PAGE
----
laser cut parts are great : acrylic is heat resistant, rigid, quick to cut. I had some 3mm thick handy so that’s what I used. I doubled all the parts that were 5 or 6mm in the cad. I think it would be better to stick to a single thickness, like all parts in 5mm. I don’t know which thickness is most common
I built the bed support using extrusions, it’s simpler imho like this and I don’t see side effects. I added some small laser cut parts to attach the bed. This way any hole pattern in the bed can be used. Here I have a bed with 24cm spaced holes in each corner.
It could be simpler to have longer extrusions to avoid the support plates in the bottom. I replaced them with simple screws directly “taped’” in the extrusions. I’ll 3d print small foot to be added to the screws.
I was suspicious with Klipper, but it’s great. I have it working with a 10€ ramps 1.6 board. You don’t need a powerful board with klipper.
My motor current was too low, I upped it to 1.2 amps and now I have faster moves.
Belt tension is hard to do correctly, I still need to find a way to handle this without wasting tons of zip ties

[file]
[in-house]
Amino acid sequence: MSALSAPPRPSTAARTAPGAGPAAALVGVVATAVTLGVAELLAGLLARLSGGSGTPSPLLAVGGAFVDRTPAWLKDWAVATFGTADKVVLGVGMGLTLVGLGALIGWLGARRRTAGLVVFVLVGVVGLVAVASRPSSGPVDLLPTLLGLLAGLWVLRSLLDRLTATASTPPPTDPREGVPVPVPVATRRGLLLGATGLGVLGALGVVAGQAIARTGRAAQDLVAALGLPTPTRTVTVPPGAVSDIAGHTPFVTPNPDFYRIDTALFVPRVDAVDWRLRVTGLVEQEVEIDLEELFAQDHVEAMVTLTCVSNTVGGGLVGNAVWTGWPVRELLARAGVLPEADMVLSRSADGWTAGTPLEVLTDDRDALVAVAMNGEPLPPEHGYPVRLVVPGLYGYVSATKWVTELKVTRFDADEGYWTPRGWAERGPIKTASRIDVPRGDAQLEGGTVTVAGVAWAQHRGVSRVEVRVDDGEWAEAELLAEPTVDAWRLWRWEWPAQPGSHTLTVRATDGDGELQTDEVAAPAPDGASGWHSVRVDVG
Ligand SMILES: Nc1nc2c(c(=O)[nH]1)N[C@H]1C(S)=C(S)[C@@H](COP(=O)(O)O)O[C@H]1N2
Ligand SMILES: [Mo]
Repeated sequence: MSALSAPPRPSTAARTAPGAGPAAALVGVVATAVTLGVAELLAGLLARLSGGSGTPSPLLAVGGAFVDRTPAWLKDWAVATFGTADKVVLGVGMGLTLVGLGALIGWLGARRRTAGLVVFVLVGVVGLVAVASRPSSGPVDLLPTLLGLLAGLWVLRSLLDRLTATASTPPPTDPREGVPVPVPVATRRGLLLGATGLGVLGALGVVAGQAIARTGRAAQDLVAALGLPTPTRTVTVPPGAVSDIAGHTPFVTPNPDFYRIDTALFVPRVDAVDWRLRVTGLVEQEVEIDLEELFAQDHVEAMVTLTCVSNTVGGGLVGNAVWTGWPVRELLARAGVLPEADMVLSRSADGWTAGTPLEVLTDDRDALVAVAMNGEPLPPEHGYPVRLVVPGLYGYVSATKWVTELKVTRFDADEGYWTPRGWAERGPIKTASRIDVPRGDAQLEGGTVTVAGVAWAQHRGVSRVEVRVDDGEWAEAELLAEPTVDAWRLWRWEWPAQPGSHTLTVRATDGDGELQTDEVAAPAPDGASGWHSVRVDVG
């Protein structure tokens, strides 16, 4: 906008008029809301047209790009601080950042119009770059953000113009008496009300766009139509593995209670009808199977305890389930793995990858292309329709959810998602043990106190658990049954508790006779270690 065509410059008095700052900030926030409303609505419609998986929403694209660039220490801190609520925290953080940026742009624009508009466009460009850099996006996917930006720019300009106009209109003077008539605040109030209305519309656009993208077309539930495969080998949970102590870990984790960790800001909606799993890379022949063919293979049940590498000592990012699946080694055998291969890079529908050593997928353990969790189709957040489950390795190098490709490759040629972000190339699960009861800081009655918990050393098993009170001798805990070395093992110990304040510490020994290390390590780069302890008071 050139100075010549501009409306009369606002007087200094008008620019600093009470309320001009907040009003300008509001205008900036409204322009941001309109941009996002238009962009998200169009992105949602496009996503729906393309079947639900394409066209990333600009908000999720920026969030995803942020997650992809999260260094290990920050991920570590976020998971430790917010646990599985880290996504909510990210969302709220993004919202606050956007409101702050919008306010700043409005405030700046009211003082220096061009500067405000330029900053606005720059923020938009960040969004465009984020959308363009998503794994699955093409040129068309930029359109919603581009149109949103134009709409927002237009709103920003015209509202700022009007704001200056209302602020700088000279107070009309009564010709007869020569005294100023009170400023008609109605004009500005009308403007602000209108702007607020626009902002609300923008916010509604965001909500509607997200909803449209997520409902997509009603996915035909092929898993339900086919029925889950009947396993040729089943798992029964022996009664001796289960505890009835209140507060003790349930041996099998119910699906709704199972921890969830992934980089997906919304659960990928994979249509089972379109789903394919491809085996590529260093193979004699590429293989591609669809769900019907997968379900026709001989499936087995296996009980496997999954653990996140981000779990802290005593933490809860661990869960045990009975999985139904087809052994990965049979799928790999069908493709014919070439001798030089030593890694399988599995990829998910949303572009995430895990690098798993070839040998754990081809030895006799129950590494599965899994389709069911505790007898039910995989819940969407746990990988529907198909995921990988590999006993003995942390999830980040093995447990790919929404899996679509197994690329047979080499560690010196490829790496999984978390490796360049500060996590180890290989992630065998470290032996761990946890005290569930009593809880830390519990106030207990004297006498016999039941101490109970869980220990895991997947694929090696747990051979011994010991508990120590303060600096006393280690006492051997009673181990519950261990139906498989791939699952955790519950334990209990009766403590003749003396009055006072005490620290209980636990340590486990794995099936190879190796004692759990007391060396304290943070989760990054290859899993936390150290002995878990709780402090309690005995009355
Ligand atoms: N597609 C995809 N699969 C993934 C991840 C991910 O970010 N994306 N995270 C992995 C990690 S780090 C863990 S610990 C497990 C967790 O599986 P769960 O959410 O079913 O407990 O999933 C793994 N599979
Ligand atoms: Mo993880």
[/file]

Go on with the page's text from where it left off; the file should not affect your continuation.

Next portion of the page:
It would maybe ease the work if there were “ends” on the frame to help square the gantry.
No need to source all the various screw lengths, only the screw that go in the extrusion must have the correct length. This could be simplified imvho
I didn’t source enough hammer nuts, I had to remove some corners. They say “don’t cut corners”. I did
I bought low quality rails, I might have to replace them, it’s a shame. Don’t be too cheap on rails, you deserve good quality material when DIY.
And today I finally ended up printing my first cube. Here is the second attempt to check if too fast works (meaning steppers are correctly setted up in klipper). A bit silly, but I’m so happy to have my first corexy printer made with my little hands
Just a quick (and late) reply to your concern using maaaaany zip ties. I had the same problem and I’ve tried quite a few different solutions. I ended up going back to keep it simple, these ones works very well for me:
And its really easy sliding them back to change tension. I usually mark the folding point with a marker pen so I know how how many “teeth” I tension.
Random thought: tape a flag to one of the Z screws and watch to see if the screw actually turns through the same amount of rotation for each Z step. For a Z range that should have constant layer height.